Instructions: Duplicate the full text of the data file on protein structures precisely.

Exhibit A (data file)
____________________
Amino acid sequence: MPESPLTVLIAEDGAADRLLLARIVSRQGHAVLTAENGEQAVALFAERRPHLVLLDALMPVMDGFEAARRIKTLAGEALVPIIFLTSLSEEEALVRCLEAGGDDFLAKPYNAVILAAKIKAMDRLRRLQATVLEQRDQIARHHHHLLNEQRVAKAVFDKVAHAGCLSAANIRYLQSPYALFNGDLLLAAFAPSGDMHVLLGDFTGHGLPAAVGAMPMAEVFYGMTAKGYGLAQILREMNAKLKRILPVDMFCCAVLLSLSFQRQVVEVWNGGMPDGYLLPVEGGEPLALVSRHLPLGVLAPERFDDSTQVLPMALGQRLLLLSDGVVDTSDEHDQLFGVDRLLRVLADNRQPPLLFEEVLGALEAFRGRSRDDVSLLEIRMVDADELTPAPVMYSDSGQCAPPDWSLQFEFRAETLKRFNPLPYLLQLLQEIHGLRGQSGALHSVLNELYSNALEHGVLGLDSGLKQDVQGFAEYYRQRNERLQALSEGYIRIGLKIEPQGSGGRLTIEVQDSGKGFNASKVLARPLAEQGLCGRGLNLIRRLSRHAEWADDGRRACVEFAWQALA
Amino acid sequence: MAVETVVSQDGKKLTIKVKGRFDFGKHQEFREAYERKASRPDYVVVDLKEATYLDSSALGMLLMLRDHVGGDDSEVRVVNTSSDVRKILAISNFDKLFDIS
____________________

Amino acid sequence: MPESPLTVLIAEDGAADRLLLARIVSRQGHAVLTAENGEQAVALFAERRPHLVLLDALMPVMDGFEAARRIKTLAGEALVPIIFLTSLSEEEALVRCLEAGGDDFLAKPYNAVILAAKIKAMDRLRRLQATVLEQRDQIARHHHHLLNEQRVAKAVFDKVAHAGCLSAANIRYLQSPYALFNGDLLLAAFAPSGDMHVLLGDFTGHGLPAAVGAMPMAEVFYGMTAKGYGLAQILREMNAKLKRILPVDMFCCAVLLSLSFQRQVVEVWNGGMPDGYLLPVEGGEPLALVSRHLPLGVLAPERFDDSTQVLPMALGQRLLLLSDGVVDTSDEHDQLFGVDRLLRVLADNRQPPLLFEEVLGALEAFRGRSRDDVSLLEIRMVDADELTPAPVMYSDSGQCAPPDWSLQFEFRAETLKRFNPLPYLLQLLQEIHGLRGQSGALHSVLNELYSNALEHGVLGLDSGLKQDVQGFAEYYRQRNERLQALSEGYIRIGLKIEPQGSGGRLTIEVQDSGKGFNASKVLARPLAEQGLCGRGLNLIRRLSRHAEWADDGRRACVEFAWQALA
Amino acid sequence: MAVETVVSQDGKKLTIKVKGRFDFGKHQEFREAYERKASRPDYVVVDLKEATYLDSSALGMLLMLRDHVGGDDSEVRVVNTSSDVRKILAISNFDKLFDIS